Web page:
On July 22, 1946, the King David Hotel in Jerusalem was bombed, destroying the center of the British Mandatory administration. The attack by the Irgun pre-state Jewish underground killed 91 and wounded 46. Among the dead were British employees, both civilian and military, members of the hotel staff, both Jewish and Arab, and other bystanders.
- This Day in Jewish History / Canadian Who Smuggled Planes to Prestate Israel Is Born
- U.S. Bans Austrian President for Suspected WWII War Crimes
- 1922: Murder of Jewish Minister Shocks Germany
The act of terror shocked the British, and helped accelerate their decision to withdraw from Palestine two years later. It also led to a split within the Jewish community in the Land of Israel: the mainstream Jewish Agency and Haganah attempted to dissociate themselves from the operation - though it had in fact been carried out at their behest.
An unfortunate mistake
The King David bombing took place less than a month following Operation Agatha, a British round-up of some 2,700 officials of both the Jewish Agency and the Haganah, carried out on June 29, 1946. When the British police occupied Jewish Agency headquarters that day, they also confiscated large numbers of sensitive files.
The Haganah leadership was under the impression – mistaken, it turned out – that the files had been taken to the King David Hotel, where both the British civilian government and its military leadership in Palestine were headquartered.
British offices took up about two thirds of the area of the lavish six-story hotel. At the same time, the hotel, which had opened in 1931, continued hosting guests, functioning as a neutral space in the city’s center where people of different backgrounds and loyalties could meet.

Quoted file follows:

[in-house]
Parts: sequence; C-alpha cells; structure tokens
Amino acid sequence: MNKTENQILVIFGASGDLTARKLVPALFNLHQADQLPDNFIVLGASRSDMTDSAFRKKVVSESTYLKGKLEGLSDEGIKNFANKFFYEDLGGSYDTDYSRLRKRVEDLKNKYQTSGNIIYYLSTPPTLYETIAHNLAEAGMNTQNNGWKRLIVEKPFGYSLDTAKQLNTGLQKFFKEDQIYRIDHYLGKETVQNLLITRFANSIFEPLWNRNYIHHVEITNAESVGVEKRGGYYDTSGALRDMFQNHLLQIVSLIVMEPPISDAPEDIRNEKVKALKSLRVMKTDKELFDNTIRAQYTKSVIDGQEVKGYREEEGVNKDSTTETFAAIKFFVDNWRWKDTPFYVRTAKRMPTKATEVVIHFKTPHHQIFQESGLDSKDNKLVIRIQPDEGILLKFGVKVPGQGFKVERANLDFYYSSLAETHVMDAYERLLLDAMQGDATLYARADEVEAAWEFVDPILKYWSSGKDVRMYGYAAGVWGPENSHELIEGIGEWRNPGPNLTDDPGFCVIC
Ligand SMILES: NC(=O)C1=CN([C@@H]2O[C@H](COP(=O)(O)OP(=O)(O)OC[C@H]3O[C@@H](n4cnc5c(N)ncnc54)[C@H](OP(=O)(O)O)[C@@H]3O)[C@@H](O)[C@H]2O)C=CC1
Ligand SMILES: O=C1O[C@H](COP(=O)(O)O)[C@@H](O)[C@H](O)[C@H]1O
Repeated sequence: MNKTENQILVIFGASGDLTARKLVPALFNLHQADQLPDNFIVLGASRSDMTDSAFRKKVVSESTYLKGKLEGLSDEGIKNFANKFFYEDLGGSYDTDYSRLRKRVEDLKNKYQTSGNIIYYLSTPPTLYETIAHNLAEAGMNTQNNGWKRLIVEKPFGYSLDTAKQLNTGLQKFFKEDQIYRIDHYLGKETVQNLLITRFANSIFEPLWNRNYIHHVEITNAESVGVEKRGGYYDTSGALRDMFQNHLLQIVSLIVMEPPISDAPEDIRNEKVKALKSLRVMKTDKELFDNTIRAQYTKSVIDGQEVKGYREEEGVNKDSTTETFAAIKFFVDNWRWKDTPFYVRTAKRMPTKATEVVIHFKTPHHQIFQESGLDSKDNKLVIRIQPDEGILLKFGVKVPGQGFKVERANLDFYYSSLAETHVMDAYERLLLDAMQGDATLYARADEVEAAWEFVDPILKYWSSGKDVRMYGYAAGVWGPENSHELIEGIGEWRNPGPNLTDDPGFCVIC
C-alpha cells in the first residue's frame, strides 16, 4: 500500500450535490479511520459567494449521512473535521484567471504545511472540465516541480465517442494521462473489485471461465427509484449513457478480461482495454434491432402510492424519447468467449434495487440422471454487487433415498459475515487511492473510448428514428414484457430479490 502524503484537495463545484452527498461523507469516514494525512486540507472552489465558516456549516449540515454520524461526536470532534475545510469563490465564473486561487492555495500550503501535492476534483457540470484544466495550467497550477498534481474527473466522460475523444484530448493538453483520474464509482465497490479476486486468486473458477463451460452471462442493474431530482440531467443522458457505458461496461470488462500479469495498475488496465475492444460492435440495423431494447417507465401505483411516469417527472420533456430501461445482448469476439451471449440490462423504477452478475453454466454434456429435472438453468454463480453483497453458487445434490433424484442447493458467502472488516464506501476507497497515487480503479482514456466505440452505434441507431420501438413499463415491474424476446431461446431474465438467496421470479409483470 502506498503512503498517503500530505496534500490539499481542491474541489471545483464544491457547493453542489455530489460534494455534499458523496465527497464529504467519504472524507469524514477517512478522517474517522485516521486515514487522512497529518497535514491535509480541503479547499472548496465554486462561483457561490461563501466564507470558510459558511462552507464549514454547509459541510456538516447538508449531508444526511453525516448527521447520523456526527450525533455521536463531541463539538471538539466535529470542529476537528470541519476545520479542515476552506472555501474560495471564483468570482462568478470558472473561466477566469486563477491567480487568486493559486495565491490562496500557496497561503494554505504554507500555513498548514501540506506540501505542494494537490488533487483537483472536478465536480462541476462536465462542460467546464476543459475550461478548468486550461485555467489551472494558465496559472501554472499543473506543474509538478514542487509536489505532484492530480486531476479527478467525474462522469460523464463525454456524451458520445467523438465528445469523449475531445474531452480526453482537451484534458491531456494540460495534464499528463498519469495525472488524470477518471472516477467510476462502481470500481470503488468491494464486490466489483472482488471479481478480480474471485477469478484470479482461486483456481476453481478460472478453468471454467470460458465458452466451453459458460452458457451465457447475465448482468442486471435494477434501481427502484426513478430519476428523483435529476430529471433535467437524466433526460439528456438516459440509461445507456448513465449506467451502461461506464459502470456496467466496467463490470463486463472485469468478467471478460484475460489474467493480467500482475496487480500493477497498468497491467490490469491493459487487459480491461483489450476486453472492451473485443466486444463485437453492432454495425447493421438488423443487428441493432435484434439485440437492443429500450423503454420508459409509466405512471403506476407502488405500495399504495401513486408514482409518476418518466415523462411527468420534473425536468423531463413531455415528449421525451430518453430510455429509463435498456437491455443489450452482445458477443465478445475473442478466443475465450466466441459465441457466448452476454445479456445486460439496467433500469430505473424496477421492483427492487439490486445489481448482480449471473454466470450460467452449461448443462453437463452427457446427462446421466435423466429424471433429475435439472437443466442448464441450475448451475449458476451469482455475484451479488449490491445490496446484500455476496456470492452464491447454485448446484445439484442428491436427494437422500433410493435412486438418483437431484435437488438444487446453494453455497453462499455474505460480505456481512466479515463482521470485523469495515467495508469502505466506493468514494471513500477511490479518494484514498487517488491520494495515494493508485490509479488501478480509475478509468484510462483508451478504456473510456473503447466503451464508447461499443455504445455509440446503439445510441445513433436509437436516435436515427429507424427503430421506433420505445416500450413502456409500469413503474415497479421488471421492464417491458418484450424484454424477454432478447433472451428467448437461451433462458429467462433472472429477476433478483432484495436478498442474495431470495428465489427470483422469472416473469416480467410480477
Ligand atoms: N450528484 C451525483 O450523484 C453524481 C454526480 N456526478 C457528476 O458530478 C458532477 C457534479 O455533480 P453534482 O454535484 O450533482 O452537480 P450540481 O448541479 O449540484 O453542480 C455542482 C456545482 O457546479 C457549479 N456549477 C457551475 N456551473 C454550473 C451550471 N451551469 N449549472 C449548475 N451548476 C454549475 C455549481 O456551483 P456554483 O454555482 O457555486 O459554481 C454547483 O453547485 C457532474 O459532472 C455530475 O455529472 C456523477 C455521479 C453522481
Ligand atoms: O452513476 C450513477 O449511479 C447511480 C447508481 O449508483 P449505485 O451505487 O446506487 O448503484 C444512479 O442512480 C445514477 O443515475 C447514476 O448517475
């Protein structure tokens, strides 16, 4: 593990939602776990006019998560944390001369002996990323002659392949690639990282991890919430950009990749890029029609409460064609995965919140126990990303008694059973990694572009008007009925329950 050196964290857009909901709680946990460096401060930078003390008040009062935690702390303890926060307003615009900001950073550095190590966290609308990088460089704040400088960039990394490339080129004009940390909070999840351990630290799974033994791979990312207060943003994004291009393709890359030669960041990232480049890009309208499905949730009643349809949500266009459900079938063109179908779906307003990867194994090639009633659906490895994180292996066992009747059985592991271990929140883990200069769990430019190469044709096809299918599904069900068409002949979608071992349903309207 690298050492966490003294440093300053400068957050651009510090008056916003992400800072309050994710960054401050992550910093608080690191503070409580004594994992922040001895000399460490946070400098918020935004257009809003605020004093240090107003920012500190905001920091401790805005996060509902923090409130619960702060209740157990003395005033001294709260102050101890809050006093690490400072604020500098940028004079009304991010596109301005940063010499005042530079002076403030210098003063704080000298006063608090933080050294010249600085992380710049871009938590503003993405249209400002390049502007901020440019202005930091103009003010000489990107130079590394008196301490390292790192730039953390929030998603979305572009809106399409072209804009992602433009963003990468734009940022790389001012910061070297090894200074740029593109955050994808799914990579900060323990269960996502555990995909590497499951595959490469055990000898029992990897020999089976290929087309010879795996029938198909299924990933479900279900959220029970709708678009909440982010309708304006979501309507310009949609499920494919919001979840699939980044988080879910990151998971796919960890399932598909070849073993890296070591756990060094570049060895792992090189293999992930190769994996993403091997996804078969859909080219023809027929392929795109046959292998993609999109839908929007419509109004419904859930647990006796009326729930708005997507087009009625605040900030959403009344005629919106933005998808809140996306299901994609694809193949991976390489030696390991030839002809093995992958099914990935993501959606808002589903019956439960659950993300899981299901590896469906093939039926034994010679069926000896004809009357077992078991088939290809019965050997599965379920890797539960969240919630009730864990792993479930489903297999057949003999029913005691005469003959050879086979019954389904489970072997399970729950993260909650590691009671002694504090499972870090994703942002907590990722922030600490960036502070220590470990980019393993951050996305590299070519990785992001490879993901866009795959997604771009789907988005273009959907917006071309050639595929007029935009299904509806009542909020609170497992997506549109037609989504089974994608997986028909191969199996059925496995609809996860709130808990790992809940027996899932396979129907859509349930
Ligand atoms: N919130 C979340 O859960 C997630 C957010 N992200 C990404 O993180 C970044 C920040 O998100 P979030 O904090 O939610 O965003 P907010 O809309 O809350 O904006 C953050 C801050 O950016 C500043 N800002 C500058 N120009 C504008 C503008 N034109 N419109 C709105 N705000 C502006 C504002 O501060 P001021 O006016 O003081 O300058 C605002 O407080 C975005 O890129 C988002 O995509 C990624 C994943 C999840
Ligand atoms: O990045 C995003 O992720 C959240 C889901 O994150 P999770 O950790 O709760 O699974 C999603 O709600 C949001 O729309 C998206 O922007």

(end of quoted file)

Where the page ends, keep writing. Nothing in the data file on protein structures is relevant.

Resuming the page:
The proposal to blow up the hotel -- specifically its southern section – came from Menachem Begin, later Israel's prime minister but then, head of the Irgun Zvai Leumi (National Military Organization), also known by its Hebrew acronomyn, Etzel. [But approval for the operation came from top officials of the Haganah – Moshe Sneh, the chief of general headquarters, and Yitzhak Sadeh, commander of the Palmach, the militia’s elite commando unit.
Begin however is the one who insisted that a warning be given before the blast, so that the hotel could be evacuated, though there was concern within the Haganah that too much warning might allow the British to remove the incriminating documents the attack was intended to destroy.
'Enemy of the Jewish people'?
The decision to conduct the attack on July 22 was made after two earlier plans were vetoed by the Haganah.
At the last minute, the Haganah and the Irgun also argued over the exact timing of the blast. At that point, Begin decided to go ahead with the operation unilaterally.
Possibly this lack of coordination may have allowed the mainstream leadership to try and deny any involvement in the attack. Agency chairman David Ben-Gurion, for example, responded to the explosion by declaring the Irgun to be “the enemy of the Jewish people.”
There is no doubt that Irgun gave a warning of the impending explosion, but it’s also clear that the warning did not reach anyone “in an official position with any power to take action,” as a British inquiry later concluded.
An initial call to the hotel switchboard, about 15 minutes before the blast, was ignored. Ten minutes later, the French consulate, on the hotel’s northern side, received a call, alerting it to open its windows, so as to reduce damage from the impending blast.
Oddly, the warning that finally elicited a reaction within the hotel came to it by way of the Palestine Post (predecessor to today’s Jerusalem Post), which received a call at 12:32 P.M. The paper’s operator passed on that message to both the hotel and the police.
British guards rushed to the hotel’s basement, where they found six milk cans holding a total of 350 kilograms of explosives, but it was too late for significant action, as the timer detonated the bombs at 12:37.
Rescue and salvage workers took three days to comb through the wreckage, and 2,000 truckloads of rubble needed to be removed from the site.
To this day, Revisionists and Labor-Zionist sympathizers still argue about the propriety of the attack – and even whether it was an act of “terrorism” – as well as responsibility for the large toll in human life.